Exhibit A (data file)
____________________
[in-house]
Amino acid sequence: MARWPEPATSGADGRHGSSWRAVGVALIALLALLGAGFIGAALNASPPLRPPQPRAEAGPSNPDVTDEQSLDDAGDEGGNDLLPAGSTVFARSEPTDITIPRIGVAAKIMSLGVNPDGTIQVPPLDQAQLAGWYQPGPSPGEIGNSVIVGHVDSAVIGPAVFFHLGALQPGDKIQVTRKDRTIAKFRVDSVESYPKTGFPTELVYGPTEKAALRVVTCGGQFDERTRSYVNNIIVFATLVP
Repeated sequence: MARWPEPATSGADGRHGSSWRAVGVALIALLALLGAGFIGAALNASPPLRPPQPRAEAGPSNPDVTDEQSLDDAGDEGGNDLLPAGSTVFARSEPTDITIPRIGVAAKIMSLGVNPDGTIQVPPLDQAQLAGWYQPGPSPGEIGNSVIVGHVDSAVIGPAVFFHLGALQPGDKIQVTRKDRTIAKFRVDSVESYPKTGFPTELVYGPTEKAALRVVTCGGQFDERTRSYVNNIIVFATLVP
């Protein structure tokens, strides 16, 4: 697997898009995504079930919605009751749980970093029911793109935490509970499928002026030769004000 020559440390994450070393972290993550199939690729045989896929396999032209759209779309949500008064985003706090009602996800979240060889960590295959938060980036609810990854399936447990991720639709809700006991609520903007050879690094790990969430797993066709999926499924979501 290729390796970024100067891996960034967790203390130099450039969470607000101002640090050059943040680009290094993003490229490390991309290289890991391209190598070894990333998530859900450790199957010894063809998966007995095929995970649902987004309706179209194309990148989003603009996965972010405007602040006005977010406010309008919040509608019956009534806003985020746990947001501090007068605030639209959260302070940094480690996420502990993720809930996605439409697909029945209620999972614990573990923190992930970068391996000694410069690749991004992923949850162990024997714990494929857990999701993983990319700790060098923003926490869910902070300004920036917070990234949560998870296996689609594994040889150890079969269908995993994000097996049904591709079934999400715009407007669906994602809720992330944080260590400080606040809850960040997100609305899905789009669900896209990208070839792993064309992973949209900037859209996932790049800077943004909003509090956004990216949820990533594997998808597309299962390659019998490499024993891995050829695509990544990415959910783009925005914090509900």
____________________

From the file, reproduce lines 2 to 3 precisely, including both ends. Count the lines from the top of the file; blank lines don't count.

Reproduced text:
Amino acid sequence: MARWPEPATSGADGRHGSSWRAVGVALIALLALLGAGFIGAALNASPPLRPPQPRAEAGPSNPDVTDEQSLDDAGDEGGNDLLPAGSTVFARSEPTDITIPRIGVAAKIMSLGVNPDGTIQVPPLDQAQLAGWYQPGPSPGEIGNSVIVGHVDSAVIGPAVFFHLGALQPGDKIQVTRKDRTIAKFRVDSVESYPKTGFPTELVYGPTEKAALRVVTCGGQFDERTRSYVNNIIVFATLVP
Repeated sequence: MARWPEPATSGADGRHGSSWRAVGVALIALLALLGAGFIGAALNASPPLRPPQPRAEAGPSNPDVTDEQSLDDAGDEGGNDLLPAGSTVFARSEPTDITIPRIGVAAKIMSLGVNPDGTIQVPPLDQAQLAGWYQPGPSPGEIGNSVIVGHVDSAVIGPAVFFHLGALQPGDKIQVTRKDRTIAKFRVDSVESYPKTGFPTELVYGPTEKAALRVVTCGGQFDERTRSYVNNIIVFATLVP